For the acoustic impedance: Z = rVtanh[a +i(ß +kt)], where a is the reflectivity constant, ß is the phase change, t is the plate thickness, and k is the wave number.

In an adhesive-bonded joint, changes in the effective thickness caused by disbonding significantly affects the phase and amplitude of the signal at the resonance frequency of the transducer. In a multilayered joint, the phase is related to the depth of the disbonded layer, as shown in Figure 2.


Figure 2. Multilayer disbond test.

The BondMaster 600M bond tester will automatically prompt the transducer’s resonance frequency in air by sweeping over a frequency range and locating the phase null.

The instrument then operates at that frequency. Figure 3 illustrates the correct operation of the probe.


Figure 3. The BondMaster 600M instrument sweeps through the frequency range of a probe and displays the probe's resonance characteristics. Confirmation of the resonance frequency confirms the correct operation of the probe.

Coupling the probe to a composite part causes the part to act as a damping member, reducing the amplitude and increasing the bandwidth of the transducer, as well as changing the resonance frequency. The probe is nulled on the good bond/defect-free area, as seen in Figure 4 below.


Figure 4. The probe is nulled on the good bond/defect-free area.

When there is a defect like a delamination, the defect will alter the probe’s resonance frequency, thereby altering the vector position displayed on the screen. The phase is indicated by the 0 of the vector and the amplitude, A by the distance from the center null point. The signals on the display will appear as shown in Figure 5 below.


Figure 5. Example of a delamination detected on the BondMaster 600M instrument.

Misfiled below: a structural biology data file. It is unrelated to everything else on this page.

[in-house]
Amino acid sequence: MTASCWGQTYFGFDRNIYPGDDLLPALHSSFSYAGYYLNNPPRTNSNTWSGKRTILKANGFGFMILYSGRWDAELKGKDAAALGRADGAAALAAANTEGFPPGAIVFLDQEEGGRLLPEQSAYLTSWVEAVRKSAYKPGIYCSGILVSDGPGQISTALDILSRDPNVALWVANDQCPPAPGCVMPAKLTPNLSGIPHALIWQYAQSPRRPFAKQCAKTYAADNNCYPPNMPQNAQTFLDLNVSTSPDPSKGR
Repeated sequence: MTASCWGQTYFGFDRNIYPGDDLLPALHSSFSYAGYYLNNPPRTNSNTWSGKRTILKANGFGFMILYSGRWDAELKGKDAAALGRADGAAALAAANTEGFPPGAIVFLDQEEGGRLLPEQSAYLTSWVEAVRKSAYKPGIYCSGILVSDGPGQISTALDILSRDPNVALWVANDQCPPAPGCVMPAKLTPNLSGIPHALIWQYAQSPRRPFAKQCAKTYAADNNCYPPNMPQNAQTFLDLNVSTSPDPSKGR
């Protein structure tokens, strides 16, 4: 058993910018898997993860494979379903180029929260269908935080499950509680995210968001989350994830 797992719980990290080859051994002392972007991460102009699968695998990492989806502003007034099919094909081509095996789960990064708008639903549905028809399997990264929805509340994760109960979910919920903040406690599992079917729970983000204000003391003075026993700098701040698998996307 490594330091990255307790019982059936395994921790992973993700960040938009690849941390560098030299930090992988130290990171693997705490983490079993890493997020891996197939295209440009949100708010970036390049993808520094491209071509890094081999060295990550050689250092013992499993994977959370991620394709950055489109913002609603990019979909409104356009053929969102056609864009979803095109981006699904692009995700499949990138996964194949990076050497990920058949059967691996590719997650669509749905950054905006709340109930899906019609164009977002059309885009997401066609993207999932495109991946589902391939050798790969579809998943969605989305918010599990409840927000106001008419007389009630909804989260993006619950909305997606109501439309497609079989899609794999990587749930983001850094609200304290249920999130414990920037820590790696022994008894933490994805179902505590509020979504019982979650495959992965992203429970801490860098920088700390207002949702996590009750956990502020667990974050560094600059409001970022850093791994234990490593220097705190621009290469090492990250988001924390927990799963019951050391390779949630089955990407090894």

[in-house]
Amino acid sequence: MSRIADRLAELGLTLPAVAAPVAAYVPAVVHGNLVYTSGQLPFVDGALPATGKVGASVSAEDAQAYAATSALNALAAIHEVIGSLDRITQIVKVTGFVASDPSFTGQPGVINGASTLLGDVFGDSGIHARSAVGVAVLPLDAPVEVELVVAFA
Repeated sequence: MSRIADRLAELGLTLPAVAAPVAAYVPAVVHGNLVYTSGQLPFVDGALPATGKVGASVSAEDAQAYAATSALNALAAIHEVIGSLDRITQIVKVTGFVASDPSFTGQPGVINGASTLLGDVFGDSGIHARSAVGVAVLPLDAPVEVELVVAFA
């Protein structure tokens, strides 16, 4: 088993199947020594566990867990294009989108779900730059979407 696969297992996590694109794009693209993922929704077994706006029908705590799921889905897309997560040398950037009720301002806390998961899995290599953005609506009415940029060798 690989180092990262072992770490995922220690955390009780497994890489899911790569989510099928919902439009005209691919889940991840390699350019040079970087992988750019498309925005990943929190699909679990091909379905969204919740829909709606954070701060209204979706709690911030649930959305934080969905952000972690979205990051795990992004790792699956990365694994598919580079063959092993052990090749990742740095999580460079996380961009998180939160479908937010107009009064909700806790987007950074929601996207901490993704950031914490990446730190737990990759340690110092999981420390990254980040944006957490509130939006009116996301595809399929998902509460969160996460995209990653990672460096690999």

The frequency of the probe is chosen based on skin-layer thickness and material type. For optimal sensitivity to disbonds, the thinner the layer is, the higher the probe frequency should be.

The frequency of the probe should be proportional to the acoustic impedance of the layer. Materials such as graphite or fiberglass, with low impedance (Z = rV, where Z is the impedance, r is the density and V is the velocity of sound waves in the material), require lower-frequency probes than metal-skin layers.

Frequencies in the range of 35–350 kHz are useful for most bond testing, with the higher frequencies used for thinner or metallic layers.

Easy Inspection of Laminate Composites Using Bond Testing


An operator uses the BondMaster 600 bond tester in resonance mode to inspect composite material.

The BondMaster 600M bond tester is programmed for a range of standard inspection methods, including pitch-catch RF, pitch-catch impulse, pitch-catch swept, resonance, as well as a notably improved mechanical impedance analysis (MIA) method. Resonance mode of the BondMaster 600M bond tester measures the changes in phase and amplitude of the propagating/standing wave within the probe. Resonance probes are narrow bandwidth contact transducers, and the changes in probe crystal impedance is represented in the X-Y display of the BondMaster 600M bond tester.

Resonance mode is a very simple and reliable way to detect delamination. Often, the depth of delamination can be estimated from signal phase rotation. Resonance mode on the BondMaster 600M bond tester is remarkably easy to operate, due in large part to its factory presets for laminate composite applications.

Easily Integrate Bond Testing into High-Speed Automated Systems


Similar to the NORTEC™ 600 eddy current flaw detector, the BondMaster 600 bond tester can be merged easily and seamlessly into integrated inspection systems and is built to perform consistently in industrial environments.

Learn more about bond testing in our white paper or contact us for an in-person or virtual demo.